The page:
The solution for string inverters that don’t have their own optimizer, has been to create more MLPEs, devices that connect right to the output wires of the solar panels and shut the power down. These can be controlled by a few methods. The simplest is a simple heartbeat keep alive from the inverter itself. This is how companies like SolarEdge with their Optimizers work. The signal is sent on the existing wires via Power Line Communication (PLC). When the grid goes out, the inverter automatically goes out, and the keepalive signal stops. This makes the optimizers shut down. No human intervention is required.
For companies like Tigo Energy and Midnite Solar who don’t make their own inverters, but work with others, a simple transmitter is used to inject the keep alive signal onto the solar wire. The transmitter is either AC or DC powered, or connected in the inverter, so again, when the grid goes out, so does it.
Tigo Energy TS4 RSD Solution
Tigo Energy has the TS4-A-F plus their RSS Transmitter for NEC 2017 compliance. The transmitter injects a signal on the PV line, and the individual TSF-A-F units turn off when the signal goes out. This solution is just for fire safety, there is no optimization or monitoring with it.
Midnite Solar Little SOB NEC 2014 vs. 2017 RSD Solution
Midnite Solar has the Little SOB (Shut Off Box) solution that can be used at the string level for 2014 compliance, or at the module level for 2017 and 2020. It consists of the SOB Transmitter, that is available in either AC or 12V DC, and the SOB Receiver, that is available for 600V or 1000V strings.
String Inverters RSD + Monitoring
Another solution for string inverters is to have an external form of communication between the transmitter and the module level device. Companies such as Tigo Energy have a system that sends the keep alive signal through a dedicated RS485 cable between the transmitter by the inverter and receiver near the panels, that then can be sent wirelessly to the MLPE devices at the panels. This allows them to communicate from the transmitter to receiver without injecting the keep alive signal on the DC lines from the solar panels.
Tigo Energy CCA/TAP/TS4 NEC 2019 RSD Solution
The added bonus is since there is a dedicated communication line between the TS4 at the solar panel, the Tigo Access Point (TAP) near the panels, and the Tigo Cloud Connect (CCA) connection from the TAP to the internet, additional information can also be sent on, allowing for module level monitoring. This allows you to see the amount of energy each solar panel is making, and be alerted if something goes wrong.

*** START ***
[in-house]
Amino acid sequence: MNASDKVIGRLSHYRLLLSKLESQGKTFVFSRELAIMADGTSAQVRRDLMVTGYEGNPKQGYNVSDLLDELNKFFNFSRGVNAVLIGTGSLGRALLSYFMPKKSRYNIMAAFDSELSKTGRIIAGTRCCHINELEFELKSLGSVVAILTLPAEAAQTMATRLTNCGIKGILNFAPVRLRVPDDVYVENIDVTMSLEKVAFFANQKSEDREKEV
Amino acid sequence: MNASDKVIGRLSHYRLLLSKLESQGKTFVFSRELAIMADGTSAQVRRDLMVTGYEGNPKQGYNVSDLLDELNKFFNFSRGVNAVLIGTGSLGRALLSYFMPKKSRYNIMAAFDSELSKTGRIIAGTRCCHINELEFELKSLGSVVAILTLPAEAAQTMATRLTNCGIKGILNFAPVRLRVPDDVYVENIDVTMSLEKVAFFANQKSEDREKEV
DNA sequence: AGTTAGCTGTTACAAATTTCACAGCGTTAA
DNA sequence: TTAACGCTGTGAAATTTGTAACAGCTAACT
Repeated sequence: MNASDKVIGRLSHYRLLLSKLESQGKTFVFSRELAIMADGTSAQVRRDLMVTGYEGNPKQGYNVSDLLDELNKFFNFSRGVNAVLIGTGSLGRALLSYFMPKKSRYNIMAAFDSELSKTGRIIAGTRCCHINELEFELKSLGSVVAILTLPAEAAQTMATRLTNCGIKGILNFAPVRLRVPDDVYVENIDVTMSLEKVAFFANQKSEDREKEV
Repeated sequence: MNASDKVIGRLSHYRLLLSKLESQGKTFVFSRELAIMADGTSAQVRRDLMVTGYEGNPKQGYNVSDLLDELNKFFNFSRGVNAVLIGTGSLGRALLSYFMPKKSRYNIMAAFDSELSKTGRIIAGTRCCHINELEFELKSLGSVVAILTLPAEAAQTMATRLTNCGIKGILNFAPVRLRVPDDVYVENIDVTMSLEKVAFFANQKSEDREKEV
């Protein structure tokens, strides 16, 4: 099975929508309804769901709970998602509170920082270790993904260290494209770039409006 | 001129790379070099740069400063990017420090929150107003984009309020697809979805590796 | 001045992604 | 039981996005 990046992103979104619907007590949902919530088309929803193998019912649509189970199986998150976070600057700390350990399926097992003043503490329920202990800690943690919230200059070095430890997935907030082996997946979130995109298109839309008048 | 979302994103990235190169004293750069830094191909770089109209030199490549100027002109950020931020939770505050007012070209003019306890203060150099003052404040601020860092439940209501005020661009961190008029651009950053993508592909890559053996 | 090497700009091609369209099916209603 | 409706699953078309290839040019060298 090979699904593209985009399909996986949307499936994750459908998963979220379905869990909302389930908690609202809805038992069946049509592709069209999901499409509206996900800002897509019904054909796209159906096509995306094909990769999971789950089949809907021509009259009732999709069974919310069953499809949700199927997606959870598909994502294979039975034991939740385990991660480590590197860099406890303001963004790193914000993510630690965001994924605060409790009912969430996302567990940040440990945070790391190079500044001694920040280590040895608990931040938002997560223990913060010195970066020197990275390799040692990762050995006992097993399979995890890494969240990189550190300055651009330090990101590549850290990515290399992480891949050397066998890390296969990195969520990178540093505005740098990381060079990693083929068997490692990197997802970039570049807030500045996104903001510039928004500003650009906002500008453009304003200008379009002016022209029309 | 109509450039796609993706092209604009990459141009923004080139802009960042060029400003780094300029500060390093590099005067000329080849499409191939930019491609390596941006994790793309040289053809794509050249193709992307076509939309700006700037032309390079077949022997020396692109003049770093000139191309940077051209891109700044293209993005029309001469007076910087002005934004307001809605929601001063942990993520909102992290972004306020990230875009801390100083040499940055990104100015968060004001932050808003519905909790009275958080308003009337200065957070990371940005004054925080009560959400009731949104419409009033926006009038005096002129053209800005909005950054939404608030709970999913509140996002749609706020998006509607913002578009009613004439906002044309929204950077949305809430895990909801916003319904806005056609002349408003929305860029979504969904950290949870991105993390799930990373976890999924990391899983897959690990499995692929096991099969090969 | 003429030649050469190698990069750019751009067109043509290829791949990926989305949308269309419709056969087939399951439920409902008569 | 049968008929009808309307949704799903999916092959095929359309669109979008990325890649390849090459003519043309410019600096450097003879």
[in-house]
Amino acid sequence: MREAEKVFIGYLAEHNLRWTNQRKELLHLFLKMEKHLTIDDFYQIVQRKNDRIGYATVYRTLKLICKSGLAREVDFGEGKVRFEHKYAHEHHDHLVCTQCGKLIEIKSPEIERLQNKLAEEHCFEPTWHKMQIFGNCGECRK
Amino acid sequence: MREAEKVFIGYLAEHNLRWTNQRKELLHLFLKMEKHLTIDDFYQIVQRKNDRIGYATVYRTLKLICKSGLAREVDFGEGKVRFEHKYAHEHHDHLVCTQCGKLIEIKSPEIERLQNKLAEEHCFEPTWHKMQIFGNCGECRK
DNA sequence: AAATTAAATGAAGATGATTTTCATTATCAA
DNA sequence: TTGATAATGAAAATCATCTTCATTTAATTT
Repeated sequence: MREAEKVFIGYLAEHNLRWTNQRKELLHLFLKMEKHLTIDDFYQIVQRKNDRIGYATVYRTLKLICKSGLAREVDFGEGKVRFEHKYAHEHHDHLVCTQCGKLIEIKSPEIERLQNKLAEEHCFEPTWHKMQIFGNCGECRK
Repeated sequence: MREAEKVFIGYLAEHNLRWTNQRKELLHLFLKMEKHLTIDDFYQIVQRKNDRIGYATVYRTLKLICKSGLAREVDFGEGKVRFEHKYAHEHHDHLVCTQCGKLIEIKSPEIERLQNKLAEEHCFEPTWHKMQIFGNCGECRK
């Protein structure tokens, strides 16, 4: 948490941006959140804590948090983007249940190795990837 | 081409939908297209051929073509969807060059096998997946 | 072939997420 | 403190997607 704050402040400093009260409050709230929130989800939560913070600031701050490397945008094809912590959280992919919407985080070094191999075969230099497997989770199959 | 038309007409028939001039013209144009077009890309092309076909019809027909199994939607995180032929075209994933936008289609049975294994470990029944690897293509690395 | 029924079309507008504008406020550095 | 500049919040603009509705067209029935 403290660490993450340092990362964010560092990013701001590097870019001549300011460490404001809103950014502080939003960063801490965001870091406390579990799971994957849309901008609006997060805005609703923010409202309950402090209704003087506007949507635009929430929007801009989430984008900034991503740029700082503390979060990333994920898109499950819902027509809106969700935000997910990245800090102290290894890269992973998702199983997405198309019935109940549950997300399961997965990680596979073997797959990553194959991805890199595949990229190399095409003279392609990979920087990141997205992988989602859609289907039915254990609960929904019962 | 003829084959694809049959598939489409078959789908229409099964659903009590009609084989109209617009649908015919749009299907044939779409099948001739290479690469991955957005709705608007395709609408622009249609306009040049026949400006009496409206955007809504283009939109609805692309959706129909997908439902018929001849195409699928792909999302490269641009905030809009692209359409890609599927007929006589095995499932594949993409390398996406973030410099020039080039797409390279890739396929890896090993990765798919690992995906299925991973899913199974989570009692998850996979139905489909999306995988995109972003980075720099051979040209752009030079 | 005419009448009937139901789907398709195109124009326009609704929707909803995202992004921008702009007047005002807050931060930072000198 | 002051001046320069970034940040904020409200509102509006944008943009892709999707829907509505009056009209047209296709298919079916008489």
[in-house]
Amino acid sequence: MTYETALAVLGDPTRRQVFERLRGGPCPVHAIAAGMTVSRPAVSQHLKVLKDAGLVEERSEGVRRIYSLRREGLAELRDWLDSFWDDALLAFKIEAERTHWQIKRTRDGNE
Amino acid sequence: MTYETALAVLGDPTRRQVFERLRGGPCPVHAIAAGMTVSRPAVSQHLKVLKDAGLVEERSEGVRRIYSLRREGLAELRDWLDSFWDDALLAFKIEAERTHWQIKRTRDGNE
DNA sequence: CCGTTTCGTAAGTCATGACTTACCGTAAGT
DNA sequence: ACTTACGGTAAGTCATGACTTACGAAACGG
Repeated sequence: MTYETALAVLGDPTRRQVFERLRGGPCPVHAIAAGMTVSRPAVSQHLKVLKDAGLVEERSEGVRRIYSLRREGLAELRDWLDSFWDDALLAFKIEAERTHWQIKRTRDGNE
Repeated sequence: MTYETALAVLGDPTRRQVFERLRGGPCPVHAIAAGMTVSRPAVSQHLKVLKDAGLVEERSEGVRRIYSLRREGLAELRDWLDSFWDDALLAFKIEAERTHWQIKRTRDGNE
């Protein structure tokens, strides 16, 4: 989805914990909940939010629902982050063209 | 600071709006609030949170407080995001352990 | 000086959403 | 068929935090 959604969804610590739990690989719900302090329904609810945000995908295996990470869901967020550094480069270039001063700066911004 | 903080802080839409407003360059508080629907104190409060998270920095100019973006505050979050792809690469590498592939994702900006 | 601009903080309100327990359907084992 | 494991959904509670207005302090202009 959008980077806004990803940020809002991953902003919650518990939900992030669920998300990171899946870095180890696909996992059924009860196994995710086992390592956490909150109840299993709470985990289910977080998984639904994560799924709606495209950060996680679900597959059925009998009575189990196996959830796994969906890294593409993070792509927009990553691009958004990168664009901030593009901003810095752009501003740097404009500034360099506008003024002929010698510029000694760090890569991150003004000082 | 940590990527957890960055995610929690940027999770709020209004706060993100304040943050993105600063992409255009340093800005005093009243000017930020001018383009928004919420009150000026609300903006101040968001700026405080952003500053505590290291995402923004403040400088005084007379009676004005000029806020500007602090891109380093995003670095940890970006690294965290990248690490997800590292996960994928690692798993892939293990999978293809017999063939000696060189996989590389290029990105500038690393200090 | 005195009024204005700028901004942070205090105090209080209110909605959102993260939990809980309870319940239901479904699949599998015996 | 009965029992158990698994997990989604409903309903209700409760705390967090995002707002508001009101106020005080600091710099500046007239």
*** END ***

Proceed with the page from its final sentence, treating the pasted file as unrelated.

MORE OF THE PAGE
- Tigo Energy Smart Monitoring Page
- Tigo Energy Smart Monitoring Apps
Tigo currently has two options for this solution with monitoring, the TS4-A-S (Safety), and TS4-A-O (Optimization). The -S model gives you Rapid Shutdown and remote monitoring, and the -O model adds optimization to the list, harnessing extra energy by maximizing the output of each panel while minimizing the effect shading or mismatches of other panels have on the panel. The TS4-F that we talked about earlier is just Rapid Shutdown, no monitoring.
NEC 2020 brought more changes. The six simple sentences from 2014 have grown to a full page. Most of the addition is simply clarification of the requirements added in 2017. Since many states didn’t enforce the module level shutdown from 2017-2019, most people refer to 2020 as the release year that module level shutdown was added.
To find out what year NEC you must comply with in your state, check out https://www.nema.org/Technical/FieldReps/Documents/Adoption%20of%20the%20National%20Electrical%20Code%20by%20State%20or%20local%20jurisdiction.pdf
If you are designing a solar system, and need help finding a Rapid Shutdown solution for it, please contact us at the altE Store to find the right solution for your system.
Our future blog will discuss options for Rapid Shutdown for solar charge controllers. We will provide a link when available.
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Amy Beaudet has been in the solar industry at the altE Store since 2007. She’s been a sales rep, an instructor, and an all around solar evangelist, sharing her passion for solar around the world. When not at work, she’s either sailing or skiing, depending on the season, but odds are good she’s still talking about solar on the boat or on the slopes.
- NEC 690.12 Rapid Shutdown of PV Systems on Buildings – Part 1 Inverters – July 2, 2020
- A new chapter begins for SolarWorld – January 11, 2019
- Grid-tied Solar and the Dreaded 120% Rule – November 16, 2018